Impunity is widespread – indeed, most corporate crimes go un-noticed. The few that are noticed typically end with a slap on the wrist, with the company – meaning its shareholders – picking up a modest fine. The real culprits at the top of these companies rarely need to worry. Even when firms pay mega-fines, their CEOs remain. The shareholders are so dispersed and powerless that they exercise little control over the management.
The Global Economy's Corporate Crime Wave by Jeffrey Sachs

Lest you think these shenanigans are confined to paper-shuffling on Wall Street, consider this example reported by Reuters:

(Reuters) - Oil trading firm Arcadia Petroleum, sued by regulators last week for allegedly manipulating U.S. oil prices, used hardball tactics in Yemen to buy the country's oil exports at below market prices, until authorities revamped their sales process to break the trading house's "long-standing monopoly", according to a confidential State Department cable

The September 2009 cable says that an internal government shift in control over the country's valuable oil exports, meant to open up oil bidding to more international buyers, threatened Arcadia's sway over Yemen's exports.

It also put at risk an alliance between Arcadia and its "local agent" in Yemen, tribal leader Hamid al-Ahmar, the cable says. Arcadia, in an interview, denied the allegations in the cable, saying it did not employ al-Ahmar as an agent, although it did work with some of his companies in the oil trading business. The company said it always paid official market prices for Yemen's export oil.

What were some of those hardball tactics?

But the State Department cable, citing a highly-ranked government official, says al-Ahmar and Arcadia took this further and "scared away potentially more competitive bidders by threatening to kidnap their representatives."

On Wednesday, Reuters contacted the official cited in the cable, who repeated the allegation that Arcadia made kidnapping threats in Yemen. Neither the official nor the cable provided specific details of the alleged threats.

Exclusive: Arcadia may have rigged Yemen exports: cable

The article Naked Capitalism illustrates just how widespread violence is in "capitalist" Russia:

Let’s consider another example. A friend of mine opened the Dun & Bradstreet office in Moscow in the 1990s. That meant selling information in a country which was and is not big on transparency, making the initiative a risky proposition. She says she is the only person ever to have sued a Russian oil company, win in court, collect the money, and live to tell the tale. In her day in Russia, it cost $5000 to have someone killed, which was actually a lot in local terms. It was expensive because you had to murder three people to cover your tracks properly: the target, the assassin, and the person who made the arrangement to hire the killer. The last person was costly to eliminate, they were usually much higher caliber and hence more wary than the assassins.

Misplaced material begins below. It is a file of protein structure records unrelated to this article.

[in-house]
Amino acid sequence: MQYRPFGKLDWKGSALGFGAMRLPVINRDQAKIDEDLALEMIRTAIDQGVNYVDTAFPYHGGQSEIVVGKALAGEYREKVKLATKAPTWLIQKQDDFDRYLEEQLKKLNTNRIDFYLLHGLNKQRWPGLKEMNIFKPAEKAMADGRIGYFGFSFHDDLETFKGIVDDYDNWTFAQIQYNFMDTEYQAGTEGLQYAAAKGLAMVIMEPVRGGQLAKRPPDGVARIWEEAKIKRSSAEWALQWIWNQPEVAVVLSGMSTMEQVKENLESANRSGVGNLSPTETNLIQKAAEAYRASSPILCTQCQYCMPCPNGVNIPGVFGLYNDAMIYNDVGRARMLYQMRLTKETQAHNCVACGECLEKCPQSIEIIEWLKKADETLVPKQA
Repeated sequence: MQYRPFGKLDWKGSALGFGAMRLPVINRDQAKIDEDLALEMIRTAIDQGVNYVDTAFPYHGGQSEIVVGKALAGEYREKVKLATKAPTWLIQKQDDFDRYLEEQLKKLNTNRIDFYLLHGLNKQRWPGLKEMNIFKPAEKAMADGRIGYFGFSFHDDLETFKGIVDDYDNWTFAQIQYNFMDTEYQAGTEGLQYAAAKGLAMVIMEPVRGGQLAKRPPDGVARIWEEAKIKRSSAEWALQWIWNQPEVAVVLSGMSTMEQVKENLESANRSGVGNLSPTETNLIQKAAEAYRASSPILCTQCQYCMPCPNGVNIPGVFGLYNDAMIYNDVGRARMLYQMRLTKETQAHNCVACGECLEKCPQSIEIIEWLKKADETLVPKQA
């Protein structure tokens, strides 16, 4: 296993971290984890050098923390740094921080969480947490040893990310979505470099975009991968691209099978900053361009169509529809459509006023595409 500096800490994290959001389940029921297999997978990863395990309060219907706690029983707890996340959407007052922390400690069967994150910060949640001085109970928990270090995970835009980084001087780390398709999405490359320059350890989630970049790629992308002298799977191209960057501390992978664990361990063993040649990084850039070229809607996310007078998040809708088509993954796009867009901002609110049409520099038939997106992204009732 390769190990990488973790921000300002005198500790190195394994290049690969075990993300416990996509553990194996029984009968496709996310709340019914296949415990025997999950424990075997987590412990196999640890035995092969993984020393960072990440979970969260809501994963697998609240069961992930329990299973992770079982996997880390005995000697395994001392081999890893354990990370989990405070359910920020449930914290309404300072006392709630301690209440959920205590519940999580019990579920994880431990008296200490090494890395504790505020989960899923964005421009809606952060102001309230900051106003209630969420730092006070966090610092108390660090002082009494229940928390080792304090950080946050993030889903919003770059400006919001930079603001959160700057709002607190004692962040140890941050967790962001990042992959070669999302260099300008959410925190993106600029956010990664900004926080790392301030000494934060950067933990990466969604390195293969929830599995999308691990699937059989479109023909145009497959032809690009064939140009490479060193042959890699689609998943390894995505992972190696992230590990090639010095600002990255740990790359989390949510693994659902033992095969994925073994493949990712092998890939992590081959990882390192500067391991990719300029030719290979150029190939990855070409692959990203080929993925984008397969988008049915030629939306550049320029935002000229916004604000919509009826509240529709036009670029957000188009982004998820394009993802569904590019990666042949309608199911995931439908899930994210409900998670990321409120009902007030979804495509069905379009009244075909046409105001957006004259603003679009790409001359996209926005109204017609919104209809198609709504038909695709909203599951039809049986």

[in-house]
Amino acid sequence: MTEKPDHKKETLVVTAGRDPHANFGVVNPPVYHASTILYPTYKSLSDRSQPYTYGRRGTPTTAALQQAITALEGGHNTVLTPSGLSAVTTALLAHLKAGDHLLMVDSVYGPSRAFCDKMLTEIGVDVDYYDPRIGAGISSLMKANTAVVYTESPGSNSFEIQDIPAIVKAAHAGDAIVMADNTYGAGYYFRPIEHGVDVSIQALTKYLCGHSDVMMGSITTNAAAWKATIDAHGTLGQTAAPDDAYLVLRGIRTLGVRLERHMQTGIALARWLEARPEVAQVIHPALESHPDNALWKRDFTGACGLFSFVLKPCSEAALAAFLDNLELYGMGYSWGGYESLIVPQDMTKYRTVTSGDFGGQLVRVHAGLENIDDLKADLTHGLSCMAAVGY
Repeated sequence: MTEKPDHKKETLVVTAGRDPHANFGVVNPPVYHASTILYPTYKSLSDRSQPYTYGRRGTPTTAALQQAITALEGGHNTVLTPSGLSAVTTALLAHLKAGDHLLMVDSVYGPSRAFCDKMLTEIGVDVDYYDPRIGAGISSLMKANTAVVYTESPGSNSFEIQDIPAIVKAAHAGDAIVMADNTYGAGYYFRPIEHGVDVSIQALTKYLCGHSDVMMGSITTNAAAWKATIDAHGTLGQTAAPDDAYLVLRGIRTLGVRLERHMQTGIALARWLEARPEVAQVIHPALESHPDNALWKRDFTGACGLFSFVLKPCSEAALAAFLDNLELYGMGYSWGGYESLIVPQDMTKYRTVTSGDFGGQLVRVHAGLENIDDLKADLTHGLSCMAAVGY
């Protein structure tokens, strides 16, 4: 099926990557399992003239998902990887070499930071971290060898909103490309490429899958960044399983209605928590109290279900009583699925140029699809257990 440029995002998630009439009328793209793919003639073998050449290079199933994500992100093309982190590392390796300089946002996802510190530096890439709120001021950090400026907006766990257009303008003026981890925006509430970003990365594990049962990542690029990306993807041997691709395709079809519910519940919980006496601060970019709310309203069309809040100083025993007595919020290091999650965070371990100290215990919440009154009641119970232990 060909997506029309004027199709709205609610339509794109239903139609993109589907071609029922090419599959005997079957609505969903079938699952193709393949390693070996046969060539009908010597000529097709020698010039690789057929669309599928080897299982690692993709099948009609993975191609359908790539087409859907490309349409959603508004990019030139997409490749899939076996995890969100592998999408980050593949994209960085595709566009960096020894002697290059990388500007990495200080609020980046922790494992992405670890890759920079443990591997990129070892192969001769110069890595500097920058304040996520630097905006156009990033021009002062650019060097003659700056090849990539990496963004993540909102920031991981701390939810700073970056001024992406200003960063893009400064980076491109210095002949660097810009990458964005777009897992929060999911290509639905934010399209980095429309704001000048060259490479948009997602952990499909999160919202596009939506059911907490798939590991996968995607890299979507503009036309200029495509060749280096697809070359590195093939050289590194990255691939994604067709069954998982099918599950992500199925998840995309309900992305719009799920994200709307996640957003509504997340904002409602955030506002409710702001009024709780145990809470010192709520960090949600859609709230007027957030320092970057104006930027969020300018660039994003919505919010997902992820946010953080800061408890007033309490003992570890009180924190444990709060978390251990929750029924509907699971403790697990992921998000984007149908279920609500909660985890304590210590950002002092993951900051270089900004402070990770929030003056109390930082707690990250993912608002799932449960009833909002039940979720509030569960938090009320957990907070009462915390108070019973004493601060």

Note there was no state power in this little murder ring: all were private contractors. Indeed, the sort of weak state that libertarians celebrate typically makes for fertile breeding grounds for all sorts of private goon squads stepping into a power vacuum. And thuggery works, witness the rarity of my friend’s evident insanity in pursuing an oil company deadbeat.

As one commenter to the original article put it:

...the more you deregulate the activities of capitalism, as in the Friedmanite doctrine, the more they come to resemble what we commonly define as "criminal" ways of organizing activity. Monopoly corporations, for example, start to use tactics against small competitors that resemble the intimidations of mafia pushers. A lack of consumer protection leads to fraudulent advertising and more defective and inferior products, which begin to resemble what is always being traded on the "black" market (e.g. illegal DVDs, copy-brands, etc.)

With enough deregulation, the boundary between the "free market" and the "black market" starts to fade. That seems to be one of the central premises of this article...

I think the above examples illustrate that point nicely. Mexico truly is a libertarian paradise. Everything is determined by open monetary exchanges, including the justice system - police expect bribes, and judges are bought and sold (*cough* Gabelman, Prosser *cough*). Social services are poor to nonexistent. Public schools are of low quality, and those who can afford to send their children to private schools, do so. Regulations are few and enforcement can be eliminated with bribes. There is endemic poverty and unemployment. Wages are low and unions nonexistent. Society is heavily class-stratified. Infrastructure is marginal, and preventable diseases common. Taxes are minimal, especially on the wealthy. Life expectancy is short, and health care is fee-for-service. Oh, and don't forget, the world's richest man lives there. As I said, libertarian paradise. Clearly this is the direction we are heading in the United States as workers are laid off and the social safety net is shredded. Can we not expect similar battles on our streets?

I think its important to emphasize that this is not just about drug prohibition, as so many other commentators said. It is about people being excluded from the legitimate avenues of economic activity through poverty and joblessness. If it were not drugs, some other black market would spring up - guns, copper wiring, explosives, etc. As more and more people become superfluous to globalized corporate capitalism, as governments become bankrupt and social safety nets are eliminated, and as the rule of law falls before the corruption of the money system, the Mexican drug war is truly a sign of things to come.